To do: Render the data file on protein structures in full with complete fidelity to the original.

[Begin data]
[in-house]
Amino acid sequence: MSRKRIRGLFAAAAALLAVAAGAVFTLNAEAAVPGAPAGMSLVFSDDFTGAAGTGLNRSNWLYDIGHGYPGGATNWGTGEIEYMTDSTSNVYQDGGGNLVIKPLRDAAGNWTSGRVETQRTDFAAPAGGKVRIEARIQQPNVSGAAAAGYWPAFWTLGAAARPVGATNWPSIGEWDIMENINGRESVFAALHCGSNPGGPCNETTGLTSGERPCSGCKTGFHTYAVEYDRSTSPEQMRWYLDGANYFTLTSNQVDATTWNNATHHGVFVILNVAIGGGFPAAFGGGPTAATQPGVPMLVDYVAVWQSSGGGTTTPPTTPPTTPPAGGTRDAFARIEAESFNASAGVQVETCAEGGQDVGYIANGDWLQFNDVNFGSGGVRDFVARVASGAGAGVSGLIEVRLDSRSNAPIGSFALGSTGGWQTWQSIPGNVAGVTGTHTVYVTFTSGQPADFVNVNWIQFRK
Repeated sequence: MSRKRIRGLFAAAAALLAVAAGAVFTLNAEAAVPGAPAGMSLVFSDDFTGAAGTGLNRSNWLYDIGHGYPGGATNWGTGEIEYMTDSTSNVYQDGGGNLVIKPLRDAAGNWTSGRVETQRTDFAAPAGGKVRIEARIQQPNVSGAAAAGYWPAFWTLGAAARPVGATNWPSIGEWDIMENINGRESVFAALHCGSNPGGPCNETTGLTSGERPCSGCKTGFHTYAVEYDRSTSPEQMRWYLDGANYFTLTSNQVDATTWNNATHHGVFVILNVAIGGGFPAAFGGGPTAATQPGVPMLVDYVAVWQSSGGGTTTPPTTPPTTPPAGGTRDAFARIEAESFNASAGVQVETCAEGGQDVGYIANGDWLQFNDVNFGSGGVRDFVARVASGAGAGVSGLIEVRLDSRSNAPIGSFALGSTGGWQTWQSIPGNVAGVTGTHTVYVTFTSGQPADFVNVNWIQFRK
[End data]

[in-house]
Amino acid sequence: MSRKRIRGLFAAAAALLAVAAGAVFTLNAEAAVPGAPAGMSLVFSDDFTGAAGTGLNRSNWLYDIGHGYPGGATNWGTGEIEYMTDSTSNVYQDGGGNLVIKPLRDAAGNWTSGRVETQRTDFAAPAGGKVRIEARIQQPNVSGAAAAGYWPAFWTLGAAARPVGATNWPSIGEWDIMENINGRESVFAALHCGSNPGGPCNETTGLTSGERPCSGCKTGFHTYAVEYDRSTSPEQMRWYLDGANYFTLTSNQVDATTWNNATHHGVFVILNVAIGGGFPAAFGGGPTAATQPGVPMLVDYVAVWQSSGGGTTTPPTTPPTTPPAGGTRDAFARIEAESFNASAGVQVETCAEGGQDVGYIANGDWLQFNDVNFGSGGVRDFVARVASGAGAGVSGLIEVRLDSRSNAPIGSFALGSTGGWQTWQSIPGNVAGVTGTHTVYVTFTSGQPADFVNVNWIQFRK
Repeated sequence: MSRKRIRGLFAAAAALLAVAAGAVFTLNAEAAVPGAPAGMSLVFSDDFTGAAGTGLNRSNWLYDIGHGYPGGATNWGTGEIEYMTDSTSNVYQDGGGNLVIKPLRDAAGNWTSGRVETQRTDFAAPAGGKVRIEARIQQPNVSGAAAAGYWPAFWTLGAAARPVGATNWPSIGEWDIMENINGRESVFAALHCGSNPGGPCNETTGLTSGERPCSGCKTGFHTYAVEYDRSTSPEQMRWYLDGANYFTLTSNQVDATTWNNATHHGVFVILNVAIGGGFPAAFGGGPTAATQPGVPMLVDYVAVWQSSGGGTTTPPTTPPTTPPAGGTRDAFARIEAESFNASAGVQVETCAEGGQDVGYIANGDWLQFNDVNFGSGGVRDFVARVASGAGAGVSGLIEVRLDSRSNAPIGSFALGSTGGWQTWQSIPGNVAGVTGTHTVYVTFTSGQPADFVNVNWIQFRK